Rebranding is something that comes up at some point for most businesses.
And if you're around long enough you'll probably come across the rebranding question multiple times.
There are a couple sides to the rebranding situation. Some think that maybe you don't need to rebrand while others think it's necessary.
I think I fall somewhere in the middle.
In life, things are always evolving and your business is no different. A company or organization will change, but it is important to remember what your core values are.
Many businesses that have been around a long time will change the things they do, but the reasons they do those things (their core values) really don't change.
As your business evolves – what it does, how it does it, etc. – it's necessary to have a brand that represents what's going on.
So let's go through a few ways to know if you should rebrand your business.
What is a Rebrand?
Maybe before we jump in we need to step back and look at what a rebrand is.
The obvious way to look at it would be the logo. The logo is an iconic part that we often remember from famous brands.
But a rebrand is more than a logo. The logo is important, but a rebrand involves lots of things. Today they include the website, app, stationary, email and much, much more.
When you go through a change in your business and you do a rebrand it's important to look at every place where your business interacts with your customers and the market. All that communication and interaction needs to be rebranding to fit what you're trying to communicate.
- New Products, Services
- Name Change
- Team Change
- Remembering Core Values
#1. New Products, Services
Some of the biggest brands in history have gone through historical changes of products and services in their lifetimes.
I used to work for a company that had been around for more than 100 years. Throughout that time they changed the products they offered and how they marketed those products. It was pretty cool.
Any company that's around for a long time will have to go through some change. The world changes. Customer needs change. What you do today might not be what you do tomorrow.
When that change comes it can be a reason to rebrand the business.
#2. Name Change
This one is pretty obvious. Sometimes a name change is necessary because of the first thing we talked about. When what you offer changes it might require a name change.
A recent example in the online marketing world is Moz. They simplified their name from SEOmoz when they went full on in offering more than SEO software.
Although I think now they're back to focusing on SEO...
Anyway, that required a rebranding. This has happened many times in the business world. When things change it requires a name change sometimes to make it easier for the customer to not get confused.
Another one that's common is just shortening the name. Like General Electric, which is now mostly know as GE. They are involved in all kinds of industries outside of electronics so they shortened things to make it easier, but that required at least some kind of rebrand.
This one is a bit more subtle.
When we think of iconic brands we often think of McDonald's. We don't even really think of that logo changing, but it's gone through numerous changes. Check out this timeline of the changes.
Pretty interesting stuff…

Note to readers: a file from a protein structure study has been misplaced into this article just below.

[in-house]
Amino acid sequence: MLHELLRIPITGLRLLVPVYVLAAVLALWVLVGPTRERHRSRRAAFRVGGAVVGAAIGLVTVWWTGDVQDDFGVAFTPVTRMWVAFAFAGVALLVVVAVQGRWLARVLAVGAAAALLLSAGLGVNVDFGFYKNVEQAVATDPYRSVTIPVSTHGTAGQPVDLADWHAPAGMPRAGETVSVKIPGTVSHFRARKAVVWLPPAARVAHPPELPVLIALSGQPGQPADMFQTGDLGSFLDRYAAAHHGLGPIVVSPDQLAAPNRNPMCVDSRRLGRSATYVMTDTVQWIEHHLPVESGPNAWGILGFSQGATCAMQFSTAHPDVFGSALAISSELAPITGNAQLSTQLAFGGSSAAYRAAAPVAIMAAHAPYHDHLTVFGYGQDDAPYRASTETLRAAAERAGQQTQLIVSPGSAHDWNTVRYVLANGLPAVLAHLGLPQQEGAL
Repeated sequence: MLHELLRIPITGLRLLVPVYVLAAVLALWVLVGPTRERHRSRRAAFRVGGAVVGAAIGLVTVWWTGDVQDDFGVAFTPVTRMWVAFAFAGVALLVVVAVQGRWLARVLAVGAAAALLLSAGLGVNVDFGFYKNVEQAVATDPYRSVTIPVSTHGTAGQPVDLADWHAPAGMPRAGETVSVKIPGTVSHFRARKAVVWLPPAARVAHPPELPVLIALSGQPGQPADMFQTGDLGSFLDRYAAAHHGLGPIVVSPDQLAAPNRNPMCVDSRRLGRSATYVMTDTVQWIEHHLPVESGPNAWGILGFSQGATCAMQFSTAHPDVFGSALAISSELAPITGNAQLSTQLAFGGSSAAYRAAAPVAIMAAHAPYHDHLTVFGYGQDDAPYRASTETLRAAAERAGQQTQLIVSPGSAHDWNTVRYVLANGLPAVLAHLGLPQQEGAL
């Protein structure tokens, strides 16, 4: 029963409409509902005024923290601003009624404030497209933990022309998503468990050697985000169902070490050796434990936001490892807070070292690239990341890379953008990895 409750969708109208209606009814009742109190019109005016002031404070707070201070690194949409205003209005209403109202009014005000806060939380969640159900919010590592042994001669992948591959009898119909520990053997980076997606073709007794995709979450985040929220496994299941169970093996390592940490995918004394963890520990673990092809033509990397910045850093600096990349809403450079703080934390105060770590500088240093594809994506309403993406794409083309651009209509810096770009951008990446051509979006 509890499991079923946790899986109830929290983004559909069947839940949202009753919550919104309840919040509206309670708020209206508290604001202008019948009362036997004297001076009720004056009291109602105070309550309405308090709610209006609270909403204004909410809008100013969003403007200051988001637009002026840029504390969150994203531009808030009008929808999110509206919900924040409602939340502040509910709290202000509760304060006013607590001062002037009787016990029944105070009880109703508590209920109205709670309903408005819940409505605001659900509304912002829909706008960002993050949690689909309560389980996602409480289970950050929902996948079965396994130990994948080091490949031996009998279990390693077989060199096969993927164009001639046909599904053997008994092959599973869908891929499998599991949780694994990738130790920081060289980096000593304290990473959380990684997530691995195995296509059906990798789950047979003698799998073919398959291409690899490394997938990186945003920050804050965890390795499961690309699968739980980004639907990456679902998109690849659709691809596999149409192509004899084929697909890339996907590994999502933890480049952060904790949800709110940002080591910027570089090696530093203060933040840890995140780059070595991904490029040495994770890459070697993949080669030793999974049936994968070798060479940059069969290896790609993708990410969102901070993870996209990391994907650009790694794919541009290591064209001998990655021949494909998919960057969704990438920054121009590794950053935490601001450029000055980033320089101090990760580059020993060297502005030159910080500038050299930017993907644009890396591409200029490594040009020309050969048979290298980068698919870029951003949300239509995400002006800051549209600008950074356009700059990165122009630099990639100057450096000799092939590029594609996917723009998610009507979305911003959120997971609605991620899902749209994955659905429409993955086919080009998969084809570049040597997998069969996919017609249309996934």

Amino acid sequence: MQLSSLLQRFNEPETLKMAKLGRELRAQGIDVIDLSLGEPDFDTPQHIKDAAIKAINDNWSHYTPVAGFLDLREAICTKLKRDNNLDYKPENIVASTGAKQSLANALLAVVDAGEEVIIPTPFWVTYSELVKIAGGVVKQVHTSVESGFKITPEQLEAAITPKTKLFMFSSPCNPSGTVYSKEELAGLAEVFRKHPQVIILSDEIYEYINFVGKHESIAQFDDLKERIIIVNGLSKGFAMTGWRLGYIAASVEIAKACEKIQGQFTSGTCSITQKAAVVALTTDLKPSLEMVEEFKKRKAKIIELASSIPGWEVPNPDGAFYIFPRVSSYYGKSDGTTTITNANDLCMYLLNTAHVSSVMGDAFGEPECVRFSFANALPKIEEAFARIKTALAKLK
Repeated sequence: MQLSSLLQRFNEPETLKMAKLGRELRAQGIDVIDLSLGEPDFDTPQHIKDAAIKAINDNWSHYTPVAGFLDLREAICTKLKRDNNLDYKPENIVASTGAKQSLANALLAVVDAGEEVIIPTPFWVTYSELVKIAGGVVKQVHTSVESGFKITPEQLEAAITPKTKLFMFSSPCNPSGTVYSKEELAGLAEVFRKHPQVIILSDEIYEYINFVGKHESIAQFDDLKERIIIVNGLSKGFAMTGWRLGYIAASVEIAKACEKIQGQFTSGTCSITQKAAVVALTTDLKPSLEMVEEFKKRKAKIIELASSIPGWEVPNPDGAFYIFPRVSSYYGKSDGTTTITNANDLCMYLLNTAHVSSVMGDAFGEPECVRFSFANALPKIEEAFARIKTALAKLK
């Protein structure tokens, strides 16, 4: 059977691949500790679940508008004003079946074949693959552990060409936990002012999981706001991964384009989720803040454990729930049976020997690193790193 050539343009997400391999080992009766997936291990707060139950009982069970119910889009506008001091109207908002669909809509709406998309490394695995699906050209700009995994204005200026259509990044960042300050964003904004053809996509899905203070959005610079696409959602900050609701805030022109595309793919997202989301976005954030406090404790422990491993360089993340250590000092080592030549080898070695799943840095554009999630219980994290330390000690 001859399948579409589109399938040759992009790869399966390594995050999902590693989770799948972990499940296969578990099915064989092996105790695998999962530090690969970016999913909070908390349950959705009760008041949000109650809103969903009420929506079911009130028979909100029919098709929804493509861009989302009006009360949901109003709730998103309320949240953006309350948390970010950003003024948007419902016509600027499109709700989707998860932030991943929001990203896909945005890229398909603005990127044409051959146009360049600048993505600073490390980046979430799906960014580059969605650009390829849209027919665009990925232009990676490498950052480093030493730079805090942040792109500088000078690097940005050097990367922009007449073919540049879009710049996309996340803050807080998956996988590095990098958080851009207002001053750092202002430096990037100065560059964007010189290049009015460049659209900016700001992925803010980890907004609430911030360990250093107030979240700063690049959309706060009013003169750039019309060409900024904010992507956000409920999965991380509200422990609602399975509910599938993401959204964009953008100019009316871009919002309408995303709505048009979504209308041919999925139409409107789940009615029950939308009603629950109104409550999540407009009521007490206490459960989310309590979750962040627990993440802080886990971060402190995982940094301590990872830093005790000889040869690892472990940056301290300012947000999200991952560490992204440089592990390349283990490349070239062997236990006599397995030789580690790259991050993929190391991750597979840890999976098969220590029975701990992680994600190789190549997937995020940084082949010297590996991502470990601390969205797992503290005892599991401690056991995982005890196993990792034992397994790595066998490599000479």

Ford is another famous brand that has gone through changes.
The changes may come about for various reasons, but sometimes it's just a need to modernize the logo.
As time goes by we get more technology and capabilities and that extends into design where it's possible to make a logo stand out more or pop off the page more and things like that.
The changes don't always have to be crazy, but a little modern touch can bring a brand back to current times.
#4. Team Change
This is one I thought of just recently with the reunion of Guns N Roses. Former member, Slash, kind of hinted at the rumor of a reunion when he posted the old logo of the band on his social media accounts.
Axl Rose had been the only remaining hey day member for a number of years and he had been using a different logo.
When Slash and Duff came back they reverting to using the old logo and that made sense.
This one won't be applicable for all businesses and organizations, but when team members are as memorable as a logo then it's important for the logo to represent the team and its members.
#5. Remembering Core Values
I wanted to end with this one because it's most important.
One thing that successful businesses seem to really understand is the importance of core values. It's a concept that Jim Collins discussed in Built To Last.
What a business does may change, but why they exist usually doesn't change. In fact, it probably shouldn't change.
Core values are what bring people to a business.
For example, 3M has done a number of different things, but their core value of innovation hasn't changed.
Sometimes a business can stray from its core values. A rebrand could be part of an effort to get back to the core values.
Rebranding is a tricky thing. It's difficult sometimes to know if you should make a change. Sometimes it doesn't make sense, but a business is always evolving and that means that the brand, its logo and other design elements, need to change as well.
Hopefully the items above can help you determine if a rebrand is necessary. It's not important to change for the sake of change. But when it makes sense, go ahead and update the look and feel of your marketing materials to better communicate these changes to your customers.